I was mowing the lawn this morning when a survey-taker came by. He caught me at a good moment – just finished in front, but disappointed that the sun wasn’t well out in the back garden yet. Fiona was asleep in her Happy Chair in the porch, while Alex was zooming around and poking the gardening fork into the ground in random places. And I have sympathy for survey-takers who come by in person, having collected signatures for a political cause one summer long ago.

So the long and the short of it was that I was willing to have my brain picked for a quarter of an hour on telephone companies. The survey taker didn’t know by whom he was employed, but the nature of the questions causes me to think it was TalkTalk.

My favourite question: If telephone companies were people, how willing would you be to be friends with (insert phone company name from a list of five or six he was asking about)?

My answers were disappointing, I think – I wouldn’t particularly want to be friends with any of them. Not even the company we get our service from. But it made me wonder, in this era of corporate persons, whether we will ever be pals with companies rather than people? Then what? Could you marry a corporation?

Revised Final Statement – Reader Feedback Please!

I recently changed mobile phone networks, from T-Mobile to Vodafone. Nothing to do with T-Mobile’s service or anything – just that Martin was moving to Vodafone (as part of getting a company phone from his new employers), and it’s cheaper for us both to be on the same network.

Now, Martin’s move was easy. He simply stopped using the old phone, cancelled one contract and signed another. But I wanted to port my number, because it’s fairly memorable, and I don’t want to have to tell everyone that it’s changed.

So I got a “Final Statement” from T-Mobile a little while ago, and the amount on it was automatically debited from my bank account. All well and good.

But today I get a letter from T-Mobile, with a “Revised final statement”. Apparently they charged me £12.80, but the last bill was £11.41. The front page contains the following text (all text formatting original and not my fault):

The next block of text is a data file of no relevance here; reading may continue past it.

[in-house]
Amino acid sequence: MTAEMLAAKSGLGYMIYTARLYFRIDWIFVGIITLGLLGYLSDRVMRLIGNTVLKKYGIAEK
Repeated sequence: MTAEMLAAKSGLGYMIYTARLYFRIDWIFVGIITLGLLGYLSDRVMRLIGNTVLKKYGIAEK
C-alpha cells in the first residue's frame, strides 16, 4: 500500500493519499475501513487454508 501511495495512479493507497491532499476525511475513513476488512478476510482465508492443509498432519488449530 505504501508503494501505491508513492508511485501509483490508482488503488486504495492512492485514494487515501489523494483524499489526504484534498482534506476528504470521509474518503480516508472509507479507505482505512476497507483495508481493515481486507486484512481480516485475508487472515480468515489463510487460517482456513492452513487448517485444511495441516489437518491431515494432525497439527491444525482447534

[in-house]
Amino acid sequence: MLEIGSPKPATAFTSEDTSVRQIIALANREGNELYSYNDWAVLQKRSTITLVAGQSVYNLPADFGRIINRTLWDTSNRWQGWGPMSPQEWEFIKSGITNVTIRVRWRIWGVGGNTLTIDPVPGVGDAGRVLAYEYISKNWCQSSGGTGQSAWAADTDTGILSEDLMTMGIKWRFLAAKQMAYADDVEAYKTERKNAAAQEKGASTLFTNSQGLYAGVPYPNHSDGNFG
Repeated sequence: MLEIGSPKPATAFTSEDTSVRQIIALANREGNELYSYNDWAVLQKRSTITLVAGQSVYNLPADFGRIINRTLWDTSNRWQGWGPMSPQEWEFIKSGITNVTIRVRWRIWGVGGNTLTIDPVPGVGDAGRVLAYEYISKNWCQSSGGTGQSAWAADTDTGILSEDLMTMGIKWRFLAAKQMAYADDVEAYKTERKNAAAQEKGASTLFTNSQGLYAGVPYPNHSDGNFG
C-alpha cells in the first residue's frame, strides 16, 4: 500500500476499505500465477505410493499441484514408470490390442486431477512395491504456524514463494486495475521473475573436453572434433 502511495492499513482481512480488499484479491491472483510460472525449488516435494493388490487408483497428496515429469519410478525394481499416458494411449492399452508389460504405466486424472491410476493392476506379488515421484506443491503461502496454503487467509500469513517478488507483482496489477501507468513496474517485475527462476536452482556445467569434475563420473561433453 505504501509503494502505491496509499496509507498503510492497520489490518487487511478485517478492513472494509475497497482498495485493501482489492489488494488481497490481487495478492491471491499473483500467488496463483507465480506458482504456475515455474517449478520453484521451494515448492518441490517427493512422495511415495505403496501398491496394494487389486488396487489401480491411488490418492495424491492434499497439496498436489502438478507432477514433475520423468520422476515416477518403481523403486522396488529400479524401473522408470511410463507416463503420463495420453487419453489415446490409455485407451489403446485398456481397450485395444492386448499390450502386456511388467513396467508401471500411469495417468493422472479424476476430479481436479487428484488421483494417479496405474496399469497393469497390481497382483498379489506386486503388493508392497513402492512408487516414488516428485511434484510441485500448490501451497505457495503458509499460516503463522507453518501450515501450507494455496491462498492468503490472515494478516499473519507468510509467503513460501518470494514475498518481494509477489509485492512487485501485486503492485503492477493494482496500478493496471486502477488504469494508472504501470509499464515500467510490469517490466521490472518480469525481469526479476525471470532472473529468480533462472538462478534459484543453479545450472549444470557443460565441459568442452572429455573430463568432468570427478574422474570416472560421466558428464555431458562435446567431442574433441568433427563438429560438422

Revised final statement    cr £1.39


Call charges £0.00
Subtotal £0.00
Credit amount cr £1.39 <- from last bill
Total we will carry forward    cr £1.39 to your next bill

This is your revised final bill. If you do not pay by Direct Debit, please pay any outstanding amount as soon as possible.

So, since I pay by direct debit, if I owe money, they’ll take it from my account. But if I am owed money, they’ll carry it foward to my next bill. Except that was my final bill. Ah, bureaurocracy!

Gentle readers, I want your input. Do I:

  1. Ring them up and request that it be deposited in my account, or
  2. Leave it, or
  3. Something else (you suggest what)

If this is on the up and up, neither option profits anyone.

If I ring them, I have to do it on their “local rate number” and thread my way through their hold queue. Assuming I can get to a real person, I’ll be out the time and phone bill money. Meanwhile, they’ll be paying the person on the other end of the phone, plus bank transfer charges. What do you want to bet that exceeds £1.39?

If I leave it, they get £1.39 of my money, plus any interest it may earn over time, as a free gift. If it’s a snafu, then they’ll quickly spend more than £1.39 keeping me on the books and printing and posting monthly statements saying I have this credit.

On the other hand, maybe it’s more sinister. £1.39 may not look like much, but if they’re doing this systematically, and if they then don’t send any more bills out to customers they do it to, it could add up. Is this the trailing thread of a massive fraud?

Email me or leave me comments…tell me what I should do! I’ll report any results on this blog as they happen.